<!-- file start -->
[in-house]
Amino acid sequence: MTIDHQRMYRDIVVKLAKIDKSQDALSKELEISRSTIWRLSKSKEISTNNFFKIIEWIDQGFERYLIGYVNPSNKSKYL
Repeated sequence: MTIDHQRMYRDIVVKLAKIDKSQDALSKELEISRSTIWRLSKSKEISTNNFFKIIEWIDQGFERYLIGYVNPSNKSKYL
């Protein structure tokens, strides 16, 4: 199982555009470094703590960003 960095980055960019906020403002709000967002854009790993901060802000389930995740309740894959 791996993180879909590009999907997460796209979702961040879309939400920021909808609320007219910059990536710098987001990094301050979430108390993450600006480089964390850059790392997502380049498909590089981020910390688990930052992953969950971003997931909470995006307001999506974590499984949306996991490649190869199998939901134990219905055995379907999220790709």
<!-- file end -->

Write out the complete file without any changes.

[in-house]
Amino acid sequence: MTIDHQRMYRDIVVKLAKIDKSQDALSKELEISRSTIWRLSKSKEISTNNFFKIIEWIDQGFERYLIGYVNPSNKSKYL
Repeated sequence: MTIDHQRMYRDIVVKLAKIDKSQDALSKELEISRSTIWRLSKSKEISTNNFFKIIEWIDQGFERYLIGYVNPSNKSKYL
């Protein structure tokens, strides 16, 4: 199982555009470094703590960003 960095980055960019906020403002709000967002854009790993901060802000389930995740309740894959 791996993180879909590009999907997460796209979702961040879309939400920021909808609320007219910059990536710098987001990094301050979430108390993450600006480089964390850059790392997502380049498909590089981020910390688990930052992953969950971003997931909470995006307001999506974590499984949306996991490649190869199998939901134990219905055995379907999220790709």